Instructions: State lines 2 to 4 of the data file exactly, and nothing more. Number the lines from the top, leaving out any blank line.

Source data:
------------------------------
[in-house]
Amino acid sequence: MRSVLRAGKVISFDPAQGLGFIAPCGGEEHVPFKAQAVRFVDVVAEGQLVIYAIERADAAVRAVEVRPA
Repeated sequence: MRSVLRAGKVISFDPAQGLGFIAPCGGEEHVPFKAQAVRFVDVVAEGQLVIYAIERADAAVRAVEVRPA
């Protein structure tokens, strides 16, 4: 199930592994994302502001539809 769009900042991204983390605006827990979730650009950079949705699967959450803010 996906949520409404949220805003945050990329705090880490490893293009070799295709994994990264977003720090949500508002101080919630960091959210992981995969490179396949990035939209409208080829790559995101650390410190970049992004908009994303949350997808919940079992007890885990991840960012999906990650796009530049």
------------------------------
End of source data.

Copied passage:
Amino acid sequence: MRSVLRAGKVISFDPAQGLGFIAPCGGEEHVPFKAQAVRFVDVVAEGQLVIYAIERADAAVRAVEVRPA
Repeated sequence: MRSVLRAGKVISFDPAQGLGFIAPCGGEEHVPFKAQAVRFVDVVAEGQLVIYAIERADAAVRAVEVRPA
């Protein structure tokens, strides 16, 4: 199930592994994302502001539809 769009900042991204983390605006827990979730650009950079949705699967959450803010 996906949520409404949220805003945050990329705090880490490893293009070799295709994994990264977003720090949500508002101080919630960091959210992981995969490179396949990035939209409208080829790559995101650390410190970049992004908009994303949350997808919940079992007890885990991840960012999906990650796009530049």